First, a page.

Toggle Main Menu Toggle Search

Open Access padlockePrints

Efficient use of sentinel sites: Detection of invasive honeybee pests and diseases in the UK

Lookup NU author(s): Professor Giles Budge



This work is licensed under a Creative Commons Attribution 4.0 International License (CC BY 4.0).


© 2017 The Authors. Sentinel sites, where problems can be identified early or investigated in detail, form an important part of planning for exotic disease outbreaks in humans, livestock and plants. Key questions are: how many sentinels are required, where should they be positioned and how effective are they at rapidly identifying new invasions? The sentinel apiary system for invasive honeybee pests and diseases illustrates the costs and benefits of such approaches. Here, we address these issues with two mathematical modelling approaches. The first approach is generic and uses probabilistic arguments to calculate the average number of affected sites when an outbreak is first detected, providing rapid and general insights that we have applied to a range of infectious diseases. The second approach uses a computationally intensive, stochastic, spatial model to simulate multiple outbreaks and to determine appropriate sentinel locations for UKapiaries. Both models quantify the anticipated increase in success of sentinel sites as their number increases and as non-sentinel sites become worse at detection; however, unexpectedly sentinels perform relatively better for faster growing outbreaks. Additionally, the spatial model allows us to quantify the substantial role that carefully positioned sentinels can play in the rapid detection of exotic invasions.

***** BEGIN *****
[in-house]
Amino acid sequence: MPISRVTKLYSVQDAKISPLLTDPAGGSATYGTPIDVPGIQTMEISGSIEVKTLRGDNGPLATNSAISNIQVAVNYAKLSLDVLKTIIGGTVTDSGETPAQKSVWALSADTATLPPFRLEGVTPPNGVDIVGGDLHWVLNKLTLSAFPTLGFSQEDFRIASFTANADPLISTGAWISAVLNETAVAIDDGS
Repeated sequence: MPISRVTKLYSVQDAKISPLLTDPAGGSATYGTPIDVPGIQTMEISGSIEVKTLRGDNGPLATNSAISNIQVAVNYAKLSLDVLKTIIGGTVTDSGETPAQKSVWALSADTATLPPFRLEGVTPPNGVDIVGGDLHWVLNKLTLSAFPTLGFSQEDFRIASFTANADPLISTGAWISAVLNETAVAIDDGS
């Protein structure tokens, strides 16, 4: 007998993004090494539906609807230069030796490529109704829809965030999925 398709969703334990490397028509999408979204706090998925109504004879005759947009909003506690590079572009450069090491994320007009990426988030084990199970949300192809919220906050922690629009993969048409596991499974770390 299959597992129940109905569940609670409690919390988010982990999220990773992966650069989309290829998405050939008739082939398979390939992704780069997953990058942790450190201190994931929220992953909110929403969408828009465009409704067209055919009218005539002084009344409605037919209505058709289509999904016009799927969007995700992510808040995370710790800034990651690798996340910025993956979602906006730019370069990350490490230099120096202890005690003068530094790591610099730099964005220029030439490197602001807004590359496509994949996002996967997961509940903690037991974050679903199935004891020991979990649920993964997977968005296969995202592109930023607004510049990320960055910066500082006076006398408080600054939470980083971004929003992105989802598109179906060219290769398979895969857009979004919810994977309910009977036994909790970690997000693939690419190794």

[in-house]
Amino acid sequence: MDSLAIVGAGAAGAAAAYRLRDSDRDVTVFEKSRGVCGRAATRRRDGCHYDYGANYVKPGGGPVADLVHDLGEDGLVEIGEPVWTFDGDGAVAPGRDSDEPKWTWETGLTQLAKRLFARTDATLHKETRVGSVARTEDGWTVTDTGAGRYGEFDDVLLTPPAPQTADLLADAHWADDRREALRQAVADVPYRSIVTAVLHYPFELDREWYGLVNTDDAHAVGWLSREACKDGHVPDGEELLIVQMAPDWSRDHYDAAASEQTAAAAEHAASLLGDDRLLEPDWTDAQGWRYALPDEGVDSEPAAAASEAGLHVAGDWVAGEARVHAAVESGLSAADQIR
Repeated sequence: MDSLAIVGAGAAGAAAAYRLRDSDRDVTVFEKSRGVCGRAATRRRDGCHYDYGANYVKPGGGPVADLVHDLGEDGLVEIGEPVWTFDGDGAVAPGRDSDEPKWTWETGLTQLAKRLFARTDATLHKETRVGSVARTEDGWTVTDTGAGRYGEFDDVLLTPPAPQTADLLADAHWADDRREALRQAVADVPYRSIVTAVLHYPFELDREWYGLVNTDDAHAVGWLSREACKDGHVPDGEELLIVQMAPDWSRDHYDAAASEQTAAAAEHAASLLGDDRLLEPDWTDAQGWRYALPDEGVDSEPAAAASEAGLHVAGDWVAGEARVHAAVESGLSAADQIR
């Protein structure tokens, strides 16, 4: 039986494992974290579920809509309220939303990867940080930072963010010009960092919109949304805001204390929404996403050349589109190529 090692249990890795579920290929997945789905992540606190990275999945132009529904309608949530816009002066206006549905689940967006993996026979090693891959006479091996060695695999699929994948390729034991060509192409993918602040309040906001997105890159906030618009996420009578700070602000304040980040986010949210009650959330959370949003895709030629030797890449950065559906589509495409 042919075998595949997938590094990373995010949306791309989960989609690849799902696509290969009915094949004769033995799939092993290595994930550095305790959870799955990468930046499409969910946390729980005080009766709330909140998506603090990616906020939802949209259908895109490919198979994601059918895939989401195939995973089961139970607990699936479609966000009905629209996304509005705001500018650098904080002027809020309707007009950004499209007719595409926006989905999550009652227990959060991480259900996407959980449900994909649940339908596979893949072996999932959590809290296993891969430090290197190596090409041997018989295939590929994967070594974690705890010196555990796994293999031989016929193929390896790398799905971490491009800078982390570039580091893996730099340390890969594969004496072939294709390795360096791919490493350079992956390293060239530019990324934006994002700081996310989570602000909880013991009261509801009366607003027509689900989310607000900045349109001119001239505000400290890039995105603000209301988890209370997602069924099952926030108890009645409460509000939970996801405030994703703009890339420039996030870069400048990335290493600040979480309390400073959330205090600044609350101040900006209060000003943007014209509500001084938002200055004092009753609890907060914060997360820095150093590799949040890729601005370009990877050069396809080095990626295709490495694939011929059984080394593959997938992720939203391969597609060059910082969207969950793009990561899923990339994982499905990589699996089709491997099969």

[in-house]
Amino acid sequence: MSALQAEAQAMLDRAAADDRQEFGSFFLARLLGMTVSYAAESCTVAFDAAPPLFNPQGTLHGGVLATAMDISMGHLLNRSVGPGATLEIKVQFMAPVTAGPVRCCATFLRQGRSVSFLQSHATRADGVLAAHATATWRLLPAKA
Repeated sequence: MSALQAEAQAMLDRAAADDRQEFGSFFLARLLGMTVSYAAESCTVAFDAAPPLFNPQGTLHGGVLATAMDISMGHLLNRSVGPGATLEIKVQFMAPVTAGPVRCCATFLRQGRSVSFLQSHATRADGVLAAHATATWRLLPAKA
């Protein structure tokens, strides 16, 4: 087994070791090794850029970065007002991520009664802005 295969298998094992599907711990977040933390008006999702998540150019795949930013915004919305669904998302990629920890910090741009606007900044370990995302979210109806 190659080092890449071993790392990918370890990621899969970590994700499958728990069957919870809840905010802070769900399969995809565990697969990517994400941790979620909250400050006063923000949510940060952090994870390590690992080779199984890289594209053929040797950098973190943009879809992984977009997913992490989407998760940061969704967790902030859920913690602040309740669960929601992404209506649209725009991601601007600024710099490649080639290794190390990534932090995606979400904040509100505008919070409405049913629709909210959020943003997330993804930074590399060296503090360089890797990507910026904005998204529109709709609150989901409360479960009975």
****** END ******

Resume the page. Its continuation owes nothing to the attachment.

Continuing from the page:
Publication metadata

Author(s): Keeling MJ, Datta S, Franklin DN, Flatman I, Wattam A, Brown M, Budge GE

Publication type: Article

Publication status: Published

Journal: Journal of the Royal Society Interface

Year: 2017

Volume: 14

Online publication date: 26/04/2017

Acceptance date: 03/04/2017

Date deposited: 02/06/2017

ISSN (print): 1742-5689

ISSN (electronic): 1742-5662

Publisher: Royal Society


DOI: 10.1098/rsif.2016.0908


Altmetrics provided by Altmetric


Funder referenceFunder name